The explosion came just days after three others died in similar fashion and their deaths bring to 50 the number of French soldiers killed in the West African nation since France first intervened in 2013.
Three French soldiers from the 1st Chasseur regiment were killed on Monday in Mali in the explosion of an improvised device beside their armoured vehicle, bringing the total number of dead among French military personnel since the beginning of anti-jihadist operations in Mali and the Sahel region of west Africa in 2013 to 47.
The French military has banned soldiers from posting sensitive information online. However, via a number of different apps Mediapart has managed to discover the profiles of more than 800 French troops deployed abroad and the profiles of more than 200 special forces soldiers. The military's general staff meanwhile is reluctant to discuss the precise measures that have been taken to contain a problem that could put the security of military personnel and their operations at risk, especially from terrorists who target French troops abroad. Justine Brabant and Sébastien Bourdon report.
France’s Barkhane force 'neutralised' Bah ag Moussa on Tuesday in an operation involving ground troops and helicopters, defence minister Parly said in a statement on Friday.
'If you accept what is happening, it will not go too badly. If you resist, you will hurt yourself,' Sophie Pétronin said after nearly four years in captivity.
French president Emmanuel Macron welcomed news of Sophie Pétronin's release as well as that of Soumaïla Cissé – a prominent Malian politician who was abducted in Mali on March 25.
France's Ministry of Foreign Affairs has launched an internal inquiry into Gilles Huberson, ambassador to Ivory Coast, after several women accused him of sexist and sexual violence, Mediapart has learnt. Huberson, who occupies one of France's most prestigious diplomatic postings in Africa, is reported to have returned to Paris, even though Ivory Coast faces an important and potentially tense election in less than two months. Michel Pauron reports.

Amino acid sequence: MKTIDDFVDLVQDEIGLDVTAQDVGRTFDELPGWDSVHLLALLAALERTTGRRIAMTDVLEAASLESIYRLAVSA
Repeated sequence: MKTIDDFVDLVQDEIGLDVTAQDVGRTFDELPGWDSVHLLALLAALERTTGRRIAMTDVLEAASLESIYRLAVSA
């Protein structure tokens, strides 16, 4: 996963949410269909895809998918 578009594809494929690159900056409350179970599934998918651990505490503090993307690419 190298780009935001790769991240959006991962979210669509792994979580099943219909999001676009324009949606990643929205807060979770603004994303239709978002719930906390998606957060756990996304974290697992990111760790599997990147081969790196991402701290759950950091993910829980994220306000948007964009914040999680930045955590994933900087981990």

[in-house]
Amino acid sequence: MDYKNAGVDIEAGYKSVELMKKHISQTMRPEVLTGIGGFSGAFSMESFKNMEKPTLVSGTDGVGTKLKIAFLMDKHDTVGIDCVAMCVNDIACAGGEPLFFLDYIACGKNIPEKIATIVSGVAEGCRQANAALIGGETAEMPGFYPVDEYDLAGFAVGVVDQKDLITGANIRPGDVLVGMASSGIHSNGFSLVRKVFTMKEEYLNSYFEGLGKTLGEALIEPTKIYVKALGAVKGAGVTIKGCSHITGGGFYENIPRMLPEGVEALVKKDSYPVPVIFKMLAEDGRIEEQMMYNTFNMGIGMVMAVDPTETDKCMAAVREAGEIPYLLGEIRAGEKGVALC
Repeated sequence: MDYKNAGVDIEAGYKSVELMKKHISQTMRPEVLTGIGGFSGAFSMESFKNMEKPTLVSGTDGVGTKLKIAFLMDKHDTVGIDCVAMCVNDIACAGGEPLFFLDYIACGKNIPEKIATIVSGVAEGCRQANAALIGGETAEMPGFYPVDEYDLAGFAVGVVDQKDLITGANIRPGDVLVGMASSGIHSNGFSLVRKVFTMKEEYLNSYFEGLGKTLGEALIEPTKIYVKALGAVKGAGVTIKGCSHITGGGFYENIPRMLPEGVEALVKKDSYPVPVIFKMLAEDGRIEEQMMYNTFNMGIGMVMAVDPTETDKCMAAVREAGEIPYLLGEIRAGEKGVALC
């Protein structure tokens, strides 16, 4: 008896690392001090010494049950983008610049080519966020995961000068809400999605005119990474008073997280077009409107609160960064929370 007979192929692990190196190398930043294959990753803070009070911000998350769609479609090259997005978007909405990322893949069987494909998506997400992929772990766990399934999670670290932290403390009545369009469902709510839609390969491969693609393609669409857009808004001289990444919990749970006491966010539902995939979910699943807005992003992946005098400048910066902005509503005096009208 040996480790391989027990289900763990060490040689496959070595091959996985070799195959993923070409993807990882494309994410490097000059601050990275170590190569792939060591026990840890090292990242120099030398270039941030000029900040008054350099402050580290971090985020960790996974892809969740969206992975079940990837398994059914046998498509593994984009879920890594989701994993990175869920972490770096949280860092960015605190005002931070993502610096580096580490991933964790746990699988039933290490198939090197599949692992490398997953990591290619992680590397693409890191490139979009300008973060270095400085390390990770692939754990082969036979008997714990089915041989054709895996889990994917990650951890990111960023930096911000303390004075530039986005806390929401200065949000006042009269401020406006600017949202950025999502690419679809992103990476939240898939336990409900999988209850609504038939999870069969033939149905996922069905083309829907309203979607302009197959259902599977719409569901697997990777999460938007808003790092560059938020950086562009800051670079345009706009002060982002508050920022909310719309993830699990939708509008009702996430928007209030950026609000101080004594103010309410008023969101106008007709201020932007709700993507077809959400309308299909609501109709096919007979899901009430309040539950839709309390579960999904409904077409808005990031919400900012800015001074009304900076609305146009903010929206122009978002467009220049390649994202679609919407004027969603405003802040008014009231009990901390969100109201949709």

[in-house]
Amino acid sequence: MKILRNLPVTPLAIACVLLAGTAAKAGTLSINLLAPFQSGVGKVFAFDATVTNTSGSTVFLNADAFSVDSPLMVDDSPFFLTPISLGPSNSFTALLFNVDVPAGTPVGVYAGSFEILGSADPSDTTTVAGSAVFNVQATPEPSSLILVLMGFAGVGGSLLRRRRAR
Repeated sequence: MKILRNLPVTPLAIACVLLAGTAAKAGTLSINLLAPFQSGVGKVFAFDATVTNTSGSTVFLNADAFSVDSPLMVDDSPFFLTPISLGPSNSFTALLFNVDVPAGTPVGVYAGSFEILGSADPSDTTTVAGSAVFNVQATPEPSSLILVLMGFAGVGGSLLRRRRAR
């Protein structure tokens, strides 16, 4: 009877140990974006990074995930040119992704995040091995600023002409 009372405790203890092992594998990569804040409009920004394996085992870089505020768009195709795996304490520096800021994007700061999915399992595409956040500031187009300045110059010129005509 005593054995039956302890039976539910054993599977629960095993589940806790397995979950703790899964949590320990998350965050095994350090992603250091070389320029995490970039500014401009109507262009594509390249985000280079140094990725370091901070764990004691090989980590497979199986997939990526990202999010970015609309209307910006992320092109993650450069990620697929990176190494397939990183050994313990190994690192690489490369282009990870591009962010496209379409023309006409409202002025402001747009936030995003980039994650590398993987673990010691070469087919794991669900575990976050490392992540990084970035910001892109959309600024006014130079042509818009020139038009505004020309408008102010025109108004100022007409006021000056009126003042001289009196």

Two French soldiers were killed this weekend in Mali when their vehicle was targeted by an improvised explosive device, in what was a grim reminder of the difficulties the French military face in their campaign to defeat jihadist groups in the Sahel region. To strengthen its operations, France has begun deploying, for the first time anywhere, armed drones. But, as Rémi Carayol reports, while these have apparently reduced the capacity of the jihadists to launch mass attacks, the drone strikes have also made civilians fearful for their own safety, with the potential effect of losing support for the military campaign.
Two French soldiers died and a third was wounded after an explosive device was triggered beside their armoured vehicle in the north-east of Mali, bringing the total number of French military personnel killed since anti-terrorist operations in the country and Sahel region began seven years ago to 45.
While the authorities in Paris knew that the position of Mali's president Ibrahim Boubacar Keïta was weak, they were not expecting the military coup that led to his resignation on August 18th. France's recent unyielding stance in negotiations between Mali's government and opposition, and its unflagging support for prime minister Boubou Cissé, are meanwhile now being highlighted as potential causes of the current crisis. Some observers say that without France's 'blind' support for the Malian government the soldiers might not have staged the coup at all. Rémi Carayol reports.
Emmanuel Macron and German Chancellor Angela Merkel also discussed growing tensions in the eastern Mediterranean and the coup in Mali, during talks at the French president's retreat in the south of France.
President Ibrahim Boubacar Keïta announced his resignation on state television late Tuesday, hours after he and prime minister Boubou Cissé were arrested by mutinous soldiers.
Meanwhile West African leaders ended a day-long summit in Bamako without a consensus on how to alleviate Mali's political troubles.
French defence minister Florence Parly has announced an operation led by French forces this week killed Abdelmalek Droukdel, leader of al-Qaeda in North Africa, and that last month a senior Islamic State group commander in Mali had also been captured.